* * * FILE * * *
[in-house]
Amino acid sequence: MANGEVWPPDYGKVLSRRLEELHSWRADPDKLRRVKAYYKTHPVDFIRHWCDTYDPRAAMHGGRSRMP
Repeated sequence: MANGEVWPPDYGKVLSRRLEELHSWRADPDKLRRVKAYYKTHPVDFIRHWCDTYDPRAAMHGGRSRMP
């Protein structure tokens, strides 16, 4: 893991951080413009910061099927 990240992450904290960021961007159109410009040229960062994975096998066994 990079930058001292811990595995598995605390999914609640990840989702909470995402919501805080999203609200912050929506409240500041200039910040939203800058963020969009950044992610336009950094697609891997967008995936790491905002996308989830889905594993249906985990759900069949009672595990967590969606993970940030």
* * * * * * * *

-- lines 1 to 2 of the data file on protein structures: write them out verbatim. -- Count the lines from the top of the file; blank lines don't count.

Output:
[in-house]
Amino acid sequence: MANGEVWPPDYGKVLSRRLEELHSWRADPDKLRRVKAYYKTHPVDFIRHWCDTYDPRAAMHGGRSRMP